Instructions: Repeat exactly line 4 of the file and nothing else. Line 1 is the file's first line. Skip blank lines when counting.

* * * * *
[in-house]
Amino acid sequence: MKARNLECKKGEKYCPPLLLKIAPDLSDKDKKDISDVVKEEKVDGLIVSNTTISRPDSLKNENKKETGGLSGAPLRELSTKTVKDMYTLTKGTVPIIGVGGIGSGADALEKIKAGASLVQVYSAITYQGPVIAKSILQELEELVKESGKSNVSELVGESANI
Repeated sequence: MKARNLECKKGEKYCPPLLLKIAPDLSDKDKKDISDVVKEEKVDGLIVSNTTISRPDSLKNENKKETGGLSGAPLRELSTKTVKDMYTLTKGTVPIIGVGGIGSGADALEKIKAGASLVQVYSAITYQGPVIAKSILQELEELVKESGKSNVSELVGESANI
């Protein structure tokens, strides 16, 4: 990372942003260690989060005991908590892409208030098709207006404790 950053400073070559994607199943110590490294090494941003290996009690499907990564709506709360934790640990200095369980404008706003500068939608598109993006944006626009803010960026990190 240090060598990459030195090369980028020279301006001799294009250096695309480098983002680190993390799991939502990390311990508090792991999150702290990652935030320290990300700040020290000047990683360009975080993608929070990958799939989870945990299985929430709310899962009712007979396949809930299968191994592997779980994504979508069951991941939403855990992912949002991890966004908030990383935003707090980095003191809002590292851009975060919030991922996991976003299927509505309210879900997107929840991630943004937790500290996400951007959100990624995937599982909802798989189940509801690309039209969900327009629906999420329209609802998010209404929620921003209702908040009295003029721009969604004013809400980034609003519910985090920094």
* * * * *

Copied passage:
């Protein structure tokens, strides 16, 4: 990372942003260690989060005991908590892409208030098709207006404790 950053400073070559994607199943110590490294090494941003290996009690499907990564709506709360934790640990200095369980404008706003500068939608598109993006944006626009803010960026990190 240090060598990459030195090369980028020279301006001799294009250096695309480098983002680190993390799991939502990390311990508090792991999150702290990652935030320290990300700040020290000047990683360009975080993608929070990958799939989870945990299985929430709310899962009712007979396949809930299968191994592997779980994504979508069951991941939403855990992912949002991890966004908030990383935003707090980095003191809002590292851009975060919030991922996991976003299927509505309210879900997107929840991630943004937790500290996400951007959100990624995937599982909802798989189940509801690309039209969900327009629906999420329209609802998010209404929620921003209702908040009295003029721009969604004013809400980034609003519910985090920094």